Catholic Transcript Magazine of the Roman Catholic Archdiocese of Hartford Connecticut

Monday, April 23, 2018

 
What is it that is truly worth searching for? Is it the pot of gold at the end of the rainbow? Aladdin’s lamp? The Golden Fleece? The Ring of the Niebelung? But a search should lead to a discovery, and one cannot find what exists only in the mind. Yet, mythology reminds us that we are all missing something we need to find, and that the search for it will exact a heavy price.

Philosophers, as their name indicates, seek wisdom. This puts them on a plane of realism, even though wisdom may be elusive. What did the Magi seek? They must have known, in some deep and dark way, that what they were destined to discover would justify the magnitude of their undertaking. In the words of T. S. Eliot, it was “the worst time of the year/ For a journey, and such a long journey: A hard time we had of it” (“Journey of the Magi”).

“Here is the important point,” writes G. K. Chesterton in The Everlasting Man, “that the Magi, who stand for mysticism and philosophy, are truly conceived as seeking something new and even finding something unexpected. . . . The discovery is, in this case, truly a scientific discovery.”

The Christmas story is not merely a beautiful and endearing story. It is a historical event and the “scientific discovery” of a truth that discredited all competing mythologies. It gave religion a new birth, one that was the personification of truth. It was also significant that it was born in a cave, a place where one is not likely to search. “It is easier to perceive error than to find truth,” wrote the poet Johann Wolfgang von Goethe, “for the former lies on the surface and is easily seen, while the latter lies in the depth, where few are willing to search for it.”

In the years following the Nativity, repeated attempts were made to remove the truth factor from Christianity and place it side by side with the likes of Jupiter, Mithras, Osiris, Ammon, and any number of other mythological characters. Christianity’s continued refusal to adapt itself to pagan mythology was the turning point of history, for it exchanged myth for truth, thereby providing a light that would illuminate and transform the world.

Polytheism represented a kind of broadmindedness, but one whose ever-expanding population of mythical images never attained truth. As Chesterton has insightfully pointed out, “the whole world once nearly died of broad-mindedness and the brotherhood of all religions.” One religion connected to truth is infinitely more valuable than 1,000 mythologies that are not. The wisdom of the Wise Men is personified in their inclinations to the truth they ultimately discovered.

Benedict XVI has reiterated the Christmas gift of truth in his book, Truth and Tolerance: Christian Belief and World Religions. He refers to Christmas “as embodying the victory of demythologization, the victory of knowledge, and with that the victory of truth.”
The gift of truth that distinguishes Christianity from other religions is, naturally, a great gift, one that has no end of beneficial and practical applications. And yet, within the broad tolerance of polytheistic religions, it has been viewed as intolerable.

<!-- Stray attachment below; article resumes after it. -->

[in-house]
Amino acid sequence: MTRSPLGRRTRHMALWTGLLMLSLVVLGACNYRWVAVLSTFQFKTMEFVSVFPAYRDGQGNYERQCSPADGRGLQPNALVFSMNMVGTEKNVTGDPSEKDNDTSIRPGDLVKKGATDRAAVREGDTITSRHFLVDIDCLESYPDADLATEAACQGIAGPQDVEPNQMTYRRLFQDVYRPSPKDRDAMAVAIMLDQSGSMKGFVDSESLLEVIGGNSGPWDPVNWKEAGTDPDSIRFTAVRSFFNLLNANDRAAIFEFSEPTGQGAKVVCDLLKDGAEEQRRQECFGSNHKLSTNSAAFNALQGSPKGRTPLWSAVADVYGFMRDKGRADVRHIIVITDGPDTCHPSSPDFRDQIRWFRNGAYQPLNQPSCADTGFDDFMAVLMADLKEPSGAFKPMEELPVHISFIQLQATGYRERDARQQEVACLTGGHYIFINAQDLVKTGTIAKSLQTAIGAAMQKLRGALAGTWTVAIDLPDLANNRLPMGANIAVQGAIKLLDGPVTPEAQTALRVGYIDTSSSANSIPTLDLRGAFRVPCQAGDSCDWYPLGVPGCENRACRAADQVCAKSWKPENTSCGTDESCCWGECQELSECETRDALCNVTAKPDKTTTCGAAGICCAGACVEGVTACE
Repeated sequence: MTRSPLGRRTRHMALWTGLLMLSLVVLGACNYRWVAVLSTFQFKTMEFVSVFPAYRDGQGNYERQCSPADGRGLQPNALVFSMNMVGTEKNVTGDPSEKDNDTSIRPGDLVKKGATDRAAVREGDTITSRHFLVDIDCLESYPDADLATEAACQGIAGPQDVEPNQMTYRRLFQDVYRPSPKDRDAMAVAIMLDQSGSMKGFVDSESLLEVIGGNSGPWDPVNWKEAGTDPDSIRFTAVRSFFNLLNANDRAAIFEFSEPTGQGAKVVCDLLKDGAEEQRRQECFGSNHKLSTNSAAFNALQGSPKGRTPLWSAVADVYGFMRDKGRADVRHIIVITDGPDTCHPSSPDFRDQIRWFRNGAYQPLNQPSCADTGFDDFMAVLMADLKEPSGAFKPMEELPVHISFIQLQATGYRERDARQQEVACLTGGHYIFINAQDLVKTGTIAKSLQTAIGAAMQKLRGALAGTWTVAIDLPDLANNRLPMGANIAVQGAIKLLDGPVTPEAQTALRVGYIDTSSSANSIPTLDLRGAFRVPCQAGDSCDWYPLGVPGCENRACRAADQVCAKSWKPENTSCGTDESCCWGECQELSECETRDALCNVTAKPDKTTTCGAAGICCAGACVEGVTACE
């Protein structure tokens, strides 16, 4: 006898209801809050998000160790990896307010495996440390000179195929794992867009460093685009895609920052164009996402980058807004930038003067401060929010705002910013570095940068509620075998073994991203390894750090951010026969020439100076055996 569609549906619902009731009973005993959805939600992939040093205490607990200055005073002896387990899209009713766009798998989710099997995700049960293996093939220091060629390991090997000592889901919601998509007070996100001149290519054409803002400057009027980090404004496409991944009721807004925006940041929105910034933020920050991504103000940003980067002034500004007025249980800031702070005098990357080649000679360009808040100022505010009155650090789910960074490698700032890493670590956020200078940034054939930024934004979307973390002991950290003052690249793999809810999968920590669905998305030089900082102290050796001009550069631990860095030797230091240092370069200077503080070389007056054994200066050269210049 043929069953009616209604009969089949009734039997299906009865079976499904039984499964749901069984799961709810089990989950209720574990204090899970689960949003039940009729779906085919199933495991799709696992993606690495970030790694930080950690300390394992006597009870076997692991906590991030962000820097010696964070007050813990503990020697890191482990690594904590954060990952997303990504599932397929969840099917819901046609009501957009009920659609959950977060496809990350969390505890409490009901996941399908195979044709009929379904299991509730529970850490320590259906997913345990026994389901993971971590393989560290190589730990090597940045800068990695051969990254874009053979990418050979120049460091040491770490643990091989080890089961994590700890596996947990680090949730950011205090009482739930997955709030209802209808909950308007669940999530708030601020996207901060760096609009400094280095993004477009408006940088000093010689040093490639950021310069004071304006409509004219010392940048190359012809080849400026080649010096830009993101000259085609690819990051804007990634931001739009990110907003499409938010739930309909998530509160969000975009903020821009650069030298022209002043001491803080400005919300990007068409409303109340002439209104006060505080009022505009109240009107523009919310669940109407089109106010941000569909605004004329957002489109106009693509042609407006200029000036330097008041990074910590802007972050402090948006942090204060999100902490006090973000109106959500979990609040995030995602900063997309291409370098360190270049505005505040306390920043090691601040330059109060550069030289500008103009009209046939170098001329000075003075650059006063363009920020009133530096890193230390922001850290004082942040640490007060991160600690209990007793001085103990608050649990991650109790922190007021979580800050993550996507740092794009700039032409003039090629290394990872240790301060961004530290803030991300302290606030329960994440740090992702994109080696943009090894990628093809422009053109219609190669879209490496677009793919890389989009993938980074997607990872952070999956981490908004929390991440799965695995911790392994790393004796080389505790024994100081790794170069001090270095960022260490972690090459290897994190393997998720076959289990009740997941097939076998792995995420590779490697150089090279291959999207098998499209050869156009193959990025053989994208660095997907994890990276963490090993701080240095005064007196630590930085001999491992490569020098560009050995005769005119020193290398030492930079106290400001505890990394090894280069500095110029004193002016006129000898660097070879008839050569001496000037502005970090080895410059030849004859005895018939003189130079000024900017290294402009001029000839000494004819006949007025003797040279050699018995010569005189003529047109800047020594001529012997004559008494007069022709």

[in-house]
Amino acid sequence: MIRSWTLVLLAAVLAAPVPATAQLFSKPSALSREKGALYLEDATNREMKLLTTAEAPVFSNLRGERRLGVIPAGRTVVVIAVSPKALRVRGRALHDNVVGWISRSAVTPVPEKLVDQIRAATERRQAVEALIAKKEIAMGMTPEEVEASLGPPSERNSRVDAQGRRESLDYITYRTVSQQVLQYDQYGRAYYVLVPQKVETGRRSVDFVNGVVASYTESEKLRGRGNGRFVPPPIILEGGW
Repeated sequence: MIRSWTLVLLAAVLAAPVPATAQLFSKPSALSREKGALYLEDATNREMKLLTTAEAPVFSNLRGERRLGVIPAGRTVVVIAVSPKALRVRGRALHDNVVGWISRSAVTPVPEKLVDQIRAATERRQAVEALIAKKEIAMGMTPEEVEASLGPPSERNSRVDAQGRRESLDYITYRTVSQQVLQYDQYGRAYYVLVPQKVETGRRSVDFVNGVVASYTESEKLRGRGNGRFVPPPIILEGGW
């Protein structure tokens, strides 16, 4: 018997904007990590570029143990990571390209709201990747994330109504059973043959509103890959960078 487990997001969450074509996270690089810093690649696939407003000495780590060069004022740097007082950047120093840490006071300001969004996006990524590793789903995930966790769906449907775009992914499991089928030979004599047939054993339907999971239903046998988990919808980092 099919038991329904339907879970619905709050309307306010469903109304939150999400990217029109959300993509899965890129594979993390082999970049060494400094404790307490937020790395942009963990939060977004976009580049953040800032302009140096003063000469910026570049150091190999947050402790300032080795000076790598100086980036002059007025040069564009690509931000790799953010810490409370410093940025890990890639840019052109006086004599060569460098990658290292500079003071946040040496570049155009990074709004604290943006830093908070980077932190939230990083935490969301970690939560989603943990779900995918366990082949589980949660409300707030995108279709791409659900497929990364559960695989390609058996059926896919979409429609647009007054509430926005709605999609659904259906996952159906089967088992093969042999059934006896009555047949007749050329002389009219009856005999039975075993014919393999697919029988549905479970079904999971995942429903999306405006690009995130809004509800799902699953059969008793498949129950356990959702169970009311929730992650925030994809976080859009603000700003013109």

The thought that the Christ child might be the true king was intolerable to Herod. The claim that Christmas brings truth into the world in the person of Jesus Christ is intolerable to many non-Christians. The American poet, James Russell Lowell has famously referred to “Truth forever on the scaffold, Wrong forever on the throne.”

Christianity continues to refute the relativism and the interchangeability of non-Christian religious images. And in so doing, it has often obstructed the political purposes of those religions.

Truth, no matter how under-appreciated, remains a great gift. It is the only thing that separates religion from myth, superstition, and idle fancy. Christianity does not claim that other religions are bereft of truth, only that truth is an essential and uncompromisable feature of a true religion.

Christmas meant that the view that held sway, namely that poetry or politics provided the basis of religion, was no longer valid. Replacing myth with truth is progressive, though myths die hard. Truth has not always been received with eagerness, even though our minds and hearts are made for truth.

The gift of truth should be received, like any gift, with humility. Because of the greatness of this gift, the humility it engenders should also be great. It is a gift that inevitably will arouse envy, jealousy, questioning, and even denunciation. Therefore, it exacts courage, patience, and fidelity. Truth is entrusted to the virtuous.

The truth of Christmas that enraged Herod would later be scoffed at by Pilate. Christmas is a time for rejoicing, but one should not lose sight of the challenge it offers, for rejoicing can be truly heartfelt only when it is conjoined with truth. Let us all enjoy a truly merry Christmas.

Dr. Donald DeMarco is an adjunct professor at Holy Apostles College and Seminary in Cromwell and Mater Ecclesiae College in Greenville, R.I., and professor emeritus at St. Jerome’s University in Waterloo, Ontario.